Greggs’ macaroni pie fan launches petition

IT is a campaign from the stomach as much as the heart.

Jason Keddie enjoys a Greggs macarroni pie from the Corstorphine Shop while he still can. Picture: Scott Taylor

Connoisseurs of one of Scotland’s oldest and most filling delicacies have launched a campaign urging a leading high street baker to reinstate it.

Nearly 1000 people have added their name to a petition calling on Greggs to reintroduce the macaroni pie to its stores after it was usurped by new Mediterranean and Asian inspired lines.

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Lothian MSP Kezia Dugdale, a candidate for the Scottish Labour leadership, is among those to have backed the lighthearted campaign, which has grown online in recent days.

With a cheesy macaroni filling inside a hot water crust pastry case, the humble pie is seen by many as the apotheosis of Scotland’s poor diet. But supporters of the carbohydrate-rich treat point out that it is healthier than a Scotch pie or a steak bake and provides a savoury option for vegetarians.

Ms Dugdale took to social media to rally support from other prominent female politicians at Holyrood, tweeting a link to the petition to First Minister Nicola Sturgeon and Ruth Davidson, leader of the Scottish Conservatives.

“Sisters, I think some teamwork on this one is essential,” she wrote. And although Ms Dugdale had no response from either of her fellow party leaders, she described her support as a “wee bit of fun,” and pointed out that the macaroni pie was the “low-cal option” .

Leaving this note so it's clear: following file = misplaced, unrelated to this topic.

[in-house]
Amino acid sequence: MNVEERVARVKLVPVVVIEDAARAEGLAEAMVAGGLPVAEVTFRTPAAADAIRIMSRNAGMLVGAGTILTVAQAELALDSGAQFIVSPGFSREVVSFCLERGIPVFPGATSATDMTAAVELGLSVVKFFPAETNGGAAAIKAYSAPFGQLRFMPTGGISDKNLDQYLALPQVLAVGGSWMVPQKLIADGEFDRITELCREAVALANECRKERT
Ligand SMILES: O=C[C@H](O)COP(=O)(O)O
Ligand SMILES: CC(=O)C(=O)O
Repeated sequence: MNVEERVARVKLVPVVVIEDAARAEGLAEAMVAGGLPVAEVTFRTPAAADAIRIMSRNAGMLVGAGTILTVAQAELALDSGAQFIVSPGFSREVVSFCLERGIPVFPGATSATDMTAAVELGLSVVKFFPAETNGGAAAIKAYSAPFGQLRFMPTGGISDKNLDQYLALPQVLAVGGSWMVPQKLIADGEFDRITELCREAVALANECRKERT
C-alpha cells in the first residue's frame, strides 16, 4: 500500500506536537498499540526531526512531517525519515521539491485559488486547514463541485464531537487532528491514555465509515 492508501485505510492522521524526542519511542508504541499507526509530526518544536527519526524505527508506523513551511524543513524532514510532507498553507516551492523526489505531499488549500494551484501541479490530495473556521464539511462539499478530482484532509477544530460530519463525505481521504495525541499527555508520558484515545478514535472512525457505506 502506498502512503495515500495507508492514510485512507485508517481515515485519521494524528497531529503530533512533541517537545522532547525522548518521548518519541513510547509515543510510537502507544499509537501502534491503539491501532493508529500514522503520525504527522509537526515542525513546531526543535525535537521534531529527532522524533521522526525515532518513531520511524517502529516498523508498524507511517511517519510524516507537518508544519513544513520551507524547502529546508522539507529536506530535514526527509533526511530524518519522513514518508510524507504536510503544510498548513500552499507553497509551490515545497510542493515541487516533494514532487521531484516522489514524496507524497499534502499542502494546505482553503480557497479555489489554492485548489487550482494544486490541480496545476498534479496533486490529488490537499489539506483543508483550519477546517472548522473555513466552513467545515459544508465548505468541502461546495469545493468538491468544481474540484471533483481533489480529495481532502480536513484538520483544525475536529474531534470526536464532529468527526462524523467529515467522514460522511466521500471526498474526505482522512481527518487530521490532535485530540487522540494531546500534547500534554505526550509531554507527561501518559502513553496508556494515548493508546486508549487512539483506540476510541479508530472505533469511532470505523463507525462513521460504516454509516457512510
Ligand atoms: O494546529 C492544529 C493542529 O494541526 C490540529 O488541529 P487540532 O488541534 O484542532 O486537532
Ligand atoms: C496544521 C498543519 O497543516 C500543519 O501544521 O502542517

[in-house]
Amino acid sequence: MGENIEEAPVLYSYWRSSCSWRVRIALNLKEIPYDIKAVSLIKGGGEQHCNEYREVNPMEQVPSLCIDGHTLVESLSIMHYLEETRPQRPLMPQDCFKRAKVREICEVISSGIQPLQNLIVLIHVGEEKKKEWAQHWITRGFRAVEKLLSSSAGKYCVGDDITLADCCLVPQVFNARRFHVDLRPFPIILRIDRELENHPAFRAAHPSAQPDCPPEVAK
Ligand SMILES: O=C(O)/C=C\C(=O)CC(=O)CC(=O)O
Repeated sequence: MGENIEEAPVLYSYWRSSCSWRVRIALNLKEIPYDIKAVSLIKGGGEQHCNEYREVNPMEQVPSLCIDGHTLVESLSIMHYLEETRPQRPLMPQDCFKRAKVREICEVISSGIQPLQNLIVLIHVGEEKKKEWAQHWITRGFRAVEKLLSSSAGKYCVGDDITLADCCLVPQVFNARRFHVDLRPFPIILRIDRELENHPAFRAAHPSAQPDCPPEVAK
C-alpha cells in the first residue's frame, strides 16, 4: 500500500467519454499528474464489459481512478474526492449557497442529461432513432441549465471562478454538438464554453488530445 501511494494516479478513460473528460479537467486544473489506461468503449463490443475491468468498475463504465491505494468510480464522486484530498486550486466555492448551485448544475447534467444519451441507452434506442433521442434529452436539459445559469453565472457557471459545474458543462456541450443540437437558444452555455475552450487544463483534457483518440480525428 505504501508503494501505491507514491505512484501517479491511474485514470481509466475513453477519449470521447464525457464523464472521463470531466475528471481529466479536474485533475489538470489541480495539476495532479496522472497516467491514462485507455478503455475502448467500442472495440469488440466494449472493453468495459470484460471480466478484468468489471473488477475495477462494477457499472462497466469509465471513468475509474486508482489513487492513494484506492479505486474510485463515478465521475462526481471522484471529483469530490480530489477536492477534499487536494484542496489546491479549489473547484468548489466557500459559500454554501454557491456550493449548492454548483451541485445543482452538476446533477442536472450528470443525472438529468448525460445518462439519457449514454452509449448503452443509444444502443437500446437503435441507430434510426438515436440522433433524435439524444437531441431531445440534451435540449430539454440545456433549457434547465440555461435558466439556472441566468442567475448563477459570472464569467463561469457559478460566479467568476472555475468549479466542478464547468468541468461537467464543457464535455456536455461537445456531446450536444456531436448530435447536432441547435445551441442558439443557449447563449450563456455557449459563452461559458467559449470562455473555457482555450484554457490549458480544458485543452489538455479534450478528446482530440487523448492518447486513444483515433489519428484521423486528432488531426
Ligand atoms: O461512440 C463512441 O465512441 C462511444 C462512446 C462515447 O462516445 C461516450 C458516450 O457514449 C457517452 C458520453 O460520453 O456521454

While a Scotch pie and a bridie have 322 and 343 calories respectively, the macaroni pie contains just 262 calories.

The campaign was launched on Friday by Paul Tonner, a graphic designer from Falkirk. By Monday, his petition on the website had attracted 100 signatories, but Ms Dugdale’s profile has brought a surge of support in the past 24 hours. Last night, 919 people had added their names.

Mr Tonner, 43, set up the page after leaving his local branch of Greggs disappointed.

“I went up to the counter and she said, ‘We’re not getting any back in’,” he explained.

“I was a bit confused and straight away called the customer services. They confirmed it was taken off the menu. I was very disappointed.”

The macaroni pie is also produced by the Shotts-based bakery group, Bells, and is sold at most supermarkets. It can be found sporadically in butchers, while even the occasional fish and chip shop will go that step further and serve it battered with chips. The pie is also 
popular in parts of the Caribbean, where it is often adorned with meat and extra spices.

For many Scots, however, the pie is synonymous with Greggs and Mr Tonner believes the company has erred by replacing it with the likes of a Mediterranean pork roll and green Thai chicken lattice.

He asked: “They have said they’re replacing it with more fancy things, but who wants a Mediterranean sausage bake?”

A spokeswoman for Greggs said: “While we appreciate that some customers will miss the macaroni pie, we are continually refreshing our product range in line with customer demand to provide a variety of food-on-the-go options in our shops.”